[¶28.] In the instant case, the district court granted a summary judgment adverse to the parents because they failed to present evidence to create a genuine issue of material fact as to the immediacy requirement stated in element (2) of Contreras By Contreras. Our review of the record confirms this finding. Union Pacific relied upon the parents' depositions to support its May 21, 1991, summary judgment motion. These depositions revealed that both parents were first notified of Alex's injury at their respective places of employment and that neither parent saw Alex until after he had been transported to the hospital. The parents do not contend otherwise, but they do ask this Court to extend the tort to cover the circumstances of this case. We recently confronted and declined a similar request in Contreras By Contreras. We abide by our decision in that case and affirm that portion of the April 16, 1992, order which granted a summary judgment adverse to the parents' claims for negligent infliction of emotional distress.
[¶29.] As a final matter, we note that, in its summary judgment orders, the district court did not specifically address either the parents' claim for Alex's medical expenses or their joint claim with Alex for punitive damages. This was so because both claims, being derivative in nature, fell with the underlying causes of action. As Alex's causes of action have been revived in this appeal, the parents' derivative claim for medical expenses has been revived as well. The parents' claim for punitive damages, however, is not revived as it was derivative of their action for negligent infliction of emotional distress.
[¶30.] The November 4, 1991, order granting a partial summary judgment is reversed; the April 16, 1992, order granting a summary judgment is reversed in part and affirmed in part; and this case is remanded to the district court for proceedings consistent with this opinion.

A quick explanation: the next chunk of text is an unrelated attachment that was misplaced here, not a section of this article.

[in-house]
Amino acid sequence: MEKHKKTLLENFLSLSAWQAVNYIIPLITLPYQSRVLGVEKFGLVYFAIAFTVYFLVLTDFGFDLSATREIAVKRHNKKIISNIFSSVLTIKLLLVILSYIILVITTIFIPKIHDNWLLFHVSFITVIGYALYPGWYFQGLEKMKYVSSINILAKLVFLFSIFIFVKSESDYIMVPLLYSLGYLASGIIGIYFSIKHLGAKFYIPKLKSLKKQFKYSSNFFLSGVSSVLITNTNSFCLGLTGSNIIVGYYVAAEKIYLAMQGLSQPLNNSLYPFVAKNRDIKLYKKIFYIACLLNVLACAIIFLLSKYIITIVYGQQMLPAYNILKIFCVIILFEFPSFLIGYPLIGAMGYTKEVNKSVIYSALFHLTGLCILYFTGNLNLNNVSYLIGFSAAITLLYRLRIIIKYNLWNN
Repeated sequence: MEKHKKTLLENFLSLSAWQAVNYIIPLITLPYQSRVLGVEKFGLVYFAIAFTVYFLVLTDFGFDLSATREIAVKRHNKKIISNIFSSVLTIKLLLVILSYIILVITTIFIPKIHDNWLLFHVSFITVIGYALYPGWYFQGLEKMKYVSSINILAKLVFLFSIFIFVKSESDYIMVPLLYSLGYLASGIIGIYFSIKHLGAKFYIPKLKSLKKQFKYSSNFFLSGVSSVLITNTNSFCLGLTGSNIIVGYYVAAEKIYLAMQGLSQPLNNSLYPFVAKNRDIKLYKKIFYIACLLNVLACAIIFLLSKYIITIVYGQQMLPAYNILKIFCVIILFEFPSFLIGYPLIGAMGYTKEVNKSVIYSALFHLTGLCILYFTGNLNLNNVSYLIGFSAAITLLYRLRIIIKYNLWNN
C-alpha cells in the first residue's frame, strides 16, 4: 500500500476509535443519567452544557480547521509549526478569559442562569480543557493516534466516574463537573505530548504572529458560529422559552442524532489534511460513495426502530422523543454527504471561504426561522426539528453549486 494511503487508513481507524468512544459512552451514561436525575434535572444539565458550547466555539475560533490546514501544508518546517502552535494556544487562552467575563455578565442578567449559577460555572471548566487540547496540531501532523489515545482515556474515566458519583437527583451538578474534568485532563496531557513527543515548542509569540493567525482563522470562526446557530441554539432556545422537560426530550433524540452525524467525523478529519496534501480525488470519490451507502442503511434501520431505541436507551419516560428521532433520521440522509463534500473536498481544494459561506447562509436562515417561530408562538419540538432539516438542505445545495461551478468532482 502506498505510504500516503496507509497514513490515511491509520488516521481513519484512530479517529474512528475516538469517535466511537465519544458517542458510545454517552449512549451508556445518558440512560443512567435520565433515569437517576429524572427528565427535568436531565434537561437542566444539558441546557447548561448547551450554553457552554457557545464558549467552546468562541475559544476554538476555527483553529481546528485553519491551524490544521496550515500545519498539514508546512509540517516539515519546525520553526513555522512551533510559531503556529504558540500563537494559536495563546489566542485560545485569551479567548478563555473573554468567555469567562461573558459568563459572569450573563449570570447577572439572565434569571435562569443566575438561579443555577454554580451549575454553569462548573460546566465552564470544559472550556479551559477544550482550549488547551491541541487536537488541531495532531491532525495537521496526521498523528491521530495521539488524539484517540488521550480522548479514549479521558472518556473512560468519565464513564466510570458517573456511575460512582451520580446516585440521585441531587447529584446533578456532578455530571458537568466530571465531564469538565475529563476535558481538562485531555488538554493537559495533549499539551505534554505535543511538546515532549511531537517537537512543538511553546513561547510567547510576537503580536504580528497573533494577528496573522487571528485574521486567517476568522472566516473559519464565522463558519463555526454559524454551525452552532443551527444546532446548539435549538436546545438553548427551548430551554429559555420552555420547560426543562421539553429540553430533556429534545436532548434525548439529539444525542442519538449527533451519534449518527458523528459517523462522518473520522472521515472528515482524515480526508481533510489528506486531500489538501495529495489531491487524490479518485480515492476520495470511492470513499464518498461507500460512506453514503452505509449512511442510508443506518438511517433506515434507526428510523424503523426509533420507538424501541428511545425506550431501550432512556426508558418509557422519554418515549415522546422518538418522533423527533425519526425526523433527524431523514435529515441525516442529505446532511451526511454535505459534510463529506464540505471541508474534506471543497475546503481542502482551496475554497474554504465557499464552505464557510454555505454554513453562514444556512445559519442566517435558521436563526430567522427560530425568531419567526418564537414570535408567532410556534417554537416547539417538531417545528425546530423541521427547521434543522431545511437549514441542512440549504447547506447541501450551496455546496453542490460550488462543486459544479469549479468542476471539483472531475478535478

1 The term "attractive nuisance" originated from early cases which espoused the theory that land possessors "impliedly invited" children onto their premises when they maintained thereon a dangerous condition or instrumentality which they knew or had reason to know would be attractive to children. Consistent with common-law rules of premises liability, the courts held under such circumstances that the land possessor would be held to a duty of due care. See, e.g., Keffe v. Milwaukee and St. Paul Railway Company, 21 Minn. 207, 18 Am.Rep. 393 (Minn. 1875). A land possessor would be held liable under the theory of "implied invitation," however, only when a child was injured by the particular condition or instrumentality which initially attracted him to the premises. United Zinc & Chemical Co. v. Britt, 258 U.S. 268, 42 S. Ct. 299, 66 L. Ed. 615 (1922).
Today, the term "attractive nuisance" is somewhat of a misnomer. Section 339 of the RESTATEMENT (SECOND) OF TORTS does not require that a child be attracted to the land possessor's premises by a dangerous condition or instrumentality and that he be injured by the particular attraction. Nor does § 339 rely upon the legal fiction of "implied invitation" to elevate a land possessor's duty of care to child trespassers. Despite these recognized differences, the courts, including this one, continue to refer to injured-child-trespasser cases popularly as "attractive nuisance" cases.
2 "A possessor of land is subject to liability for bodily harm to young children trespassing thereon caused by a structure or other artificial condition which he maintains upon the land, if (a) the place where the condition is maintained is one upon which the possessor knows or should know that such children are likely to trespass, and (b) the condition is one of which the possessor knows or should know and which he realizes or should realize as involving an unreasonable risk of death or serious bodily harm to such children, and (c) the children because of their youth do not discover the condition or realize the risk involved in intermeddling in it or in coming within the area made dangerous by it, and (d) the utility to the possessor of maintaining the condition is slight as compared to the risk to young children involved therein."
49 Wyo. at 377, 54 P.2d 540 (quoting RESTATEMENT OF TORTS § 339 (1934)).
3 Our position is apparently in accord with that of the Wyoming Legislature. Wyo. Stat. § 37-9-1101 (Supp. 1992), enacted in 1991, provides:
Except in cases of attractive nuisance, no person owning, operating, loading or unloading a railroad car or train shall be liable for any damages for the accidental death or injury of a person occurring while the person was riding the railroad car or train in violation of W.S. 37-12-104, or while the person was boarding or unboarding from the railroad car or train without the consent of the owner or operator of the railroad car or train.